More importantly, relatively good governance and sustained economic growth (averaging 4.5% per year since 1990) have not translated into a simultaneous expansion of basic services.
In 2016, only about 50% of the population had access to electricity, only 37% had access to an improved sanitation facility. Namibians had, on average, one fewer year of education than people in other upper-middle-income countries globally.
These are among the least favourable figures for any upper-middle-income country.
The problem of poor service delivery is complicated by Namibia’s population growth. Women in Namibia have nearly twice as many children as women in other upper-middle-income countries, which will drive a population increase of nearly 50% by 2040. This growing population will place additional pressure on a government already struggling to improve service delivery and the quality of governance in the country.
Figure 1 shows the impact of various interventions on three outcomes indicators: infant mortality, extreme poverty and gross domestic product (GDP). The horizontal axis represents the percentage change in Namibia’s GDP, the vertical axis represents the percentage change in extreme poverty and the bubble size represents the percentage reduction in infant mortality.
All values represent the percentage change relative to the indicators value on Namibia’s current development trajectory in 2040. In other words, investing in improved sanitation results in a 1 percent boost to Namibia’s GDP in 2040, compared to the IFs baseline forecast for that year.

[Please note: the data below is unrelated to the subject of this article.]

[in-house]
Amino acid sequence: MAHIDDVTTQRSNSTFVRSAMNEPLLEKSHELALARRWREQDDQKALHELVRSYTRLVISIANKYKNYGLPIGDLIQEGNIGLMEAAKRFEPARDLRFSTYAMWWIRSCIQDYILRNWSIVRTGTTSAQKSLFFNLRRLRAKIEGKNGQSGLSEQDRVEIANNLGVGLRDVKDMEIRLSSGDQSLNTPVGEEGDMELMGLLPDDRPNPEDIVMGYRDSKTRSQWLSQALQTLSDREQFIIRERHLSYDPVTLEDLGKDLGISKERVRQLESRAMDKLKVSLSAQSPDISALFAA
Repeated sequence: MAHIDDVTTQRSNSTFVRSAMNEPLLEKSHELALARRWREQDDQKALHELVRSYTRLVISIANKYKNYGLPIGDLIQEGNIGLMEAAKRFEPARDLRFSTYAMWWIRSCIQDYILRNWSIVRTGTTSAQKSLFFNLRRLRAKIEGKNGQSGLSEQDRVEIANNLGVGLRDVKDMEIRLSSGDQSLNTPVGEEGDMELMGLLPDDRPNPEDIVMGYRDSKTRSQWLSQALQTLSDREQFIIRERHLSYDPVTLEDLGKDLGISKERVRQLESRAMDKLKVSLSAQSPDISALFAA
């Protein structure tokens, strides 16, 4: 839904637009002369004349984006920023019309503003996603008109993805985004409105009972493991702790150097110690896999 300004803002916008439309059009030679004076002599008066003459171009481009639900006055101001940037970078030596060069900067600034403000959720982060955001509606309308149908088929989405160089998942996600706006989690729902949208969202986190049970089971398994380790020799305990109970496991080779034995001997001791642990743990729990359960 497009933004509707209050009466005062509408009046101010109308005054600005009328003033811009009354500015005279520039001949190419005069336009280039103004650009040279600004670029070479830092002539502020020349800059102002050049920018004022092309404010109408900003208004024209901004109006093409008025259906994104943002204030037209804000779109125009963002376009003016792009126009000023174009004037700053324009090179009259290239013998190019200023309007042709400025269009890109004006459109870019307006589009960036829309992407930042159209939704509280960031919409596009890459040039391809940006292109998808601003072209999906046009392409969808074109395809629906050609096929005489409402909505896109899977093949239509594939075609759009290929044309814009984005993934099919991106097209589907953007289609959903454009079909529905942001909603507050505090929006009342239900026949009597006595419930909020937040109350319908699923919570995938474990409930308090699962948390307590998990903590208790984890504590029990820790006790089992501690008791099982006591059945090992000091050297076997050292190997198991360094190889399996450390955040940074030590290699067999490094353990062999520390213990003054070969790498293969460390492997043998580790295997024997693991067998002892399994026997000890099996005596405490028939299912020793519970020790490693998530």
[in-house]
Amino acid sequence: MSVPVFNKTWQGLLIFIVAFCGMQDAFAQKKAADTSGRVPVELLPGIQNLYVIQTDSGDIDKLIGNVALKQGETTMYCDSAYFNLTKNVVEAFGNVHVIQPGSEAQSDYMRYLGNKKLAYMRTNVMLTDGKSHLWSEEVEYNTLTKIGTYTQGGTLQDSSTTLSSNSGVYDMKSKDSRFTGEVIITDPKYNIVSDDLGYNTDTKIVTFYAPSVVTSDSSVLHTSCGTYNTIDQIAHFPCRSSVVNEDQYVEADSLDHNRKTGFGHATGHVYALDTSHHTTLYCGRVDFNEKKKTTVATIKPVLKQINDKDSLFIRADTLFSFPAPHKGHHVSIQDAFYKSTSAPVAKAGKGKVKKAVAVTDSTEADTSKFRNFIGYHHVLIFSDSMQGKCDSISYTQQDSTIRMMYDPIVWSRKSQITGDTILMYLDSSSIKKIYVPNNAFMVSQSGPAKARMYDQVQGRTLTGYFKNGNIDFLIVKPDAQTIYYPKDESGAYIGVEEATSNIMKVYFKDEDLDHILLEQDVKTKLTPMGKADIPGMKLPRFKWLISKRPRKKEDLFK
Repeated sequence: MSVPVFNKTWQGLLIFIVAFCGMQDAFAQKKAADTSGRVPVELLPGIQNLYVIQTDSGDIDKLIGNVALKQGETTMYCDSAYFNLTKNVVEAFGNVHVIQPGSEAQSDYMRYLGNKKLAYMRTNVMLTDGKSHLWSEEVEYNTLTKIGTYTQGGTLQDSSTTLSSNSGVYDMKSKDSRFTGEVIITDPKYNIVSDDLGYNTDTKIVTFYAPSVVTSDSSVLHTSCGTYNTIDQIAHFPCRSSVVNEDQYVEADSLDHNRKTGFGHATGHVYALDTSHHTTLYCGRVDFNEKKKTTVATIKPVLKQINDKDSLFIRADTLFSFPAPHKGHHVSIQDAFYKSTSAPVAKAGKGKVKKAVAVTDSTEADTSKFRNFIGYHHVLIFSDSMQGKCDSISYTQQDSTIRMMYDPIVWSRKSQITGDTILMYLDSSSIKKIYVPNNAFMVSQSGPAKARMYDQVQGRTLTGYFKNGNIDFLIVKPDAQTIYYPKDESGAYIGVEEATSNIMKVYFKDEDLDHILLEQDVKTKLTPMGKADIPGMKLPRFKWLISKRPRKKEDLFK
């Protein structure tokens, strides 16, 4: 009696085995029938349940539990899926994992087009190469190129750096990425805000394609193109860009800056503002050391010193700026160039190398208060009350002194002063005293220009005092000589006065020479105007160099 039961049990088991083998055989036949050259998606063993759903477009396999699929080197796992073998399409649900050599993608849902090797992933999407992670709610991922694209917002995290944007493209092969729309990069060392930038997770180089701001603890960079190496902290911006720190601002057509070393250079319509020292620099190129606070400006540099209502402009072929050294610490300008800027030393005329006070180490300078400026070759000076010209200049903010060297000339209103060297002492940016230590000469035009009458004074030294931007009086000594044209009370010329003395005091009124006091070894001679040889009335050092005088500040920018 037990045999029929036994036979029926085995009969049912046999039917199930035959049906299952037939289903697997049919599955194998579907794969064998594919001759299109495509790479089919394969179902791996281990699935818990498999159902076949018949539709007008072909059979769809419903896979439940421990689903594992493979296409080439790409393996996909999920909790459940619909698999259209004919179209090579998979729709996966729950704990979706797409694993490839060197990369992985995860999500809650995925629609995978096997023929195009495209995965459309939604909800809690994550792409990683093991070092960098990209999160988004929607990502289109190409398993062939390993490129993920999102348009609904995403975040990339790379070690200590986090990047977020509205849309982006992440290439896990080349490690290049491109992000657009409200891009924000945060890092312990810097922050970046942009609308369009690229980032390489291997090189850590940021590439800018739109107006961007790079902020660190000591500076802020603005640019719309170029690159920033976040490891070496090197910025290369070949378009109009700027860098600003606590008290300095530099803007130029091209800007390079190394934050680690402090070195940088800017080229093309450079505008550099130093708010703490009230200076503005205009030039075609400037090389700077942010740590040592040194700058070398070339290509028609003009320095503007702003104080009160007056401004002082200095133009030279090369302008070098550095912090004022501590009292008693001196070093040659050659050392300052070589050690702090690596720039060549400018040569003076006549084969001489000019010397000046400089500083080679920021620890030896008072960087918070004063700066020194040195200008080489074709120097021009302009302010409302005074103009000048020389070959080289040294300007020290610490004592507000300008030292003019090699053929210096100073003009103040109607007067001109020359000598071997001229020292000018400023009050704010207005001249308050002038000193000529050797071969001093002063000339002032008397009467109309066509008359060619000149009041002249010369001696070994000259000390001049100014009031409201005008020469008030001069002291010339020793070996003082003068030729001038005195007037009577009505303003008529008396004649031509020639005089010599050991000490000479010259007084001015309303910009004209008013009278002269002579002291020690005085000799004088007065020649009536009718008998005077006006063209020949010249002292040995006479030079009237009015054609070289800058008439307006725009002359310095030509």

This research suggests that Namibia could see impressive returns to human well-being from improving access to sanitation facilities, increasing average crop yields, increasing the number of students who make it to the final grade of primary school and improving access to child and maternal health services.
However, it also indicates some of the important trade-offs facing policymakers in Namibia, and elsewhere in Africa. For instance, because it is generally people in the most vulnerable communities who are likely to contract a communicable disease or struggle to access enough calories, successful interventions in these spaces tend to increase the number of people living in poverty, other things being equal. Therefore, these interventions need to be combined with other policies to increase access to other basic services, like education and basic infrastructure, in those communities.
Good governance and economic growth have not translated into an expansion of basic services
As Figure 1 shows, different policy choices have different returns and the particular metrics for success will vary depending on the country and its particular development context. However, using quantitative models like IFs can help policymakers get a better sense of the returns and trade-offs between alternative spending decisions and ideally improve the quality of public policies.
This research shows that, in Namibia’s case, investing in improved sanitation facilities, improving the efficiency of agriculture and extending health services are areas the government could focus on to grow the economy and improve human well-being. – ISS Today
* Zachary Donnenfeld, Researcher, African Futures and Innovation, ISS Pretoria